A young child clutches her younger brother as she looks for her family in the Kutupalong makeshift camp in Ukhia, Bangladesh on October 24, 2017 Reuters
File photo: A young child clutches her younger brother as she looks for her family in the Kutupalong makeshift camp in Ukhia, Bangladesh on October 24, 2017 Reuters
Brac urges stronger international dialogues, actions to support the Rohingyas
Brac has launched an international communication campaign titled “#SpaceOnEarth” to help strengthen global support for the Rohingya and for raising the voices of Rohingya children across the globe.
The organization also released a video on the internet at a view exchange program called “One year of standing together for humanity,” where the NGO displayed its one year of activities for the Rohingya people, at Brac Centre auditorium in Dhaka on Sunday.
The description of the video that was released in YouTube said: “Last year, nearly a million Rohingya were forced to flee their homes and seek refuge in Bangladesh. Among them are 500,000 children. They now live in the biggest refugee camp in the world.
“We helped them send a message to you – that in a world as big as ours there must surely be a safe place that they can call home. These children urgently need your help for immediate short term needs whilst the global community works on a long term solution.”
The #SpaceOnEarth video also contained some quotations from a few of the Rohingya children who described being witnesses to the atrocities of Myanmar security forces and their associates that befell on their friends and family.
In the video, it could be seen that some people attached a monitor on a balloon and flew it over a Rohingya camp, which broadcast the video of the Rohingya children conveying their message to the world.
The Rohingya children described how their parents, siblings and relatives were killed and asking if they could fit anywhere in this world as they were stuck in this country.
Sharing their experiences and learning from the humanitarian interventions, some Brac senior officials have said the ongoing international dialogues and actions to support the forcibly displaced Myanmar nationals sheltered in Bangladesh needed to be stronger to ensure a safe and meaningful future for the helpless Rohingya children.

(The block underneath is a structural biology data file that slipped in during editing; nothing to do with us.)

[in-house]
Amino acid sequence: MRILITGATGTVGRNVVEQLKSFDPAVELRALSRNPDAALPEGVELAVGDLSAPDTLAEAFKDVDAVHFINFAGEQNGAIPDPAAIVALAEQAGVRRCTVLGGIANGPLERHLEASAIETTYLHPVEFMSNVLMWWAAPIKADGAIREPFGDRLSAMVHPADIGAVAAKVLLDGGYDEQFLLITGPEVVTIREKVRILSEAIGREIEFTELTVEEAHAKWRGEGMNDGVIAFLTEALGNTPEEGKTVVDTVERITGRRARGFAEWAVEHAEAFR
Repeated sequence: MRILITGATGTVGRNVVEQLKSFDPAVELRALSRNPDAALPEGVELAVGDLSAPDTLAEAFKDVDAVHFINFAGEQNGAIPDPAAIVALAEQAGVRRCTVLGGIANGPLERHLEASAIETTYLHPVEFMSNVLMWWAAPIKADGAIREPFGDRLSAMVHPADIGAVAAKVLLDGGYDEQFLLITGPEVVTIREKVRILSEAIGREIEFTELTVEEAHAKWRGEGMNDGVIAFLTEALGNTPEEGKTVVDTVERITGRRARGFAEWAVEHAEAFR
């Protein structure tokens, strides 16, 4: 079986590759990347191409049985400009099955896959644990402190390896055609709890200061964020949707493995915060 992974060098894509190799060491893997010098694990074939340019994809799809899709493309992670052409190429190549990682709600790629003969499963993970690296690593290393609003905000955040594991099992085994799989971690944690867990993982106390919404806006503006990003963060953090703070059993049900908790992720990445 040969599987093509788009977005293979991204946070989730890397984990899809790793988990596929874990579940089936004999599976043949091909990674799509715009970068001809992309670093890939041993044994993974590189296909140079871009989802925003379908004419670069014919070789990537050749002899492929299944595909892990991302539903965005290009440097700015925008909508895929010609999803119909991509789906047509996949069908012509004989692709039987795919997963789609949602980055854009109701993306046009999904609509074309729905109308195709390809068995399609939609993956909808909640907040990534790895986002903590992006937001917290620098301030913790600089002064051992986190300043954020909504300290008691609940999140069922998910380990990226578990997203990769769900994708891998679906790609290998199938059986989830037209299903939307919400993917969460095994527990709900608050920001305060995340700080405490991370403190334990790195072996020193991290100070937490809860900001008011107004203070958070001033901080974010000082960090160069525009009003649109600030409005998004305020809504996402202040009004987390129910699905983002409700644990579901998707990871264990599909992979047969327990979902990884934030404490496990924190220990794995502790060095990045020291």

Women and children typically bear the biggest brunt of any disaster. Children are often left with no option but to shoulder the same responsibilities as parents, they added.
Brac Executive Director Dr Muhammad Musa said children were forced to behave like adults. They have seen so much atrocity in their short lives that they have forgotten to cry, as if their childhood was lost.
“We cannot let that happen and the world needs to step in to support the effort to ensure a meaningful future for these children,” the director asserted.
Director of Humanitarian Crisis Management Program in Brac, Dr Md Akramul Islam, giving an overview of the organization’s activities for the Rohingya community in the last year, stressed Brac’s involvement with both the Rohingya and the host communities.
Director of Advocacy for Social Change KAM Morshed and Director of Communication and Outreach Moutushi Kabir also spoke at the program.
Brac, as one of the very first responders to the crisis, provided emergency services in the first phase, and then expanded into comprehensive, coordinated services in areas such as healthcare, education, skills development and agriculture, as a partner to the government.
Until now, more than 45,000 children have been registered in Brac’s child friendly spaces. Brac’s healthcare centers provided consultation to over 1.1 million people and nearly 150,000 people are now living in shelters built by them.
In addition, Brac has also been serving people from the host communities from Teknaf and Ukhiya with education, life skills, livelihood and emergency support.
According to Bangladesh government, more than 700,000 Rohingyas – mostly women and children fearing for their lives – crossed over to Bangladesh, following a military crackdown in Myanmar’s Rakhine state that began on August 25 last year.
They joined more than 400,000 other refugees who were already living in squalid and cramped refugee camps in Cox’s Bazar.
The video can be accessed here: https://bit.ly/2wOP93f. The video campaign was developed in partnership with Ogilvy and Texel Foundation.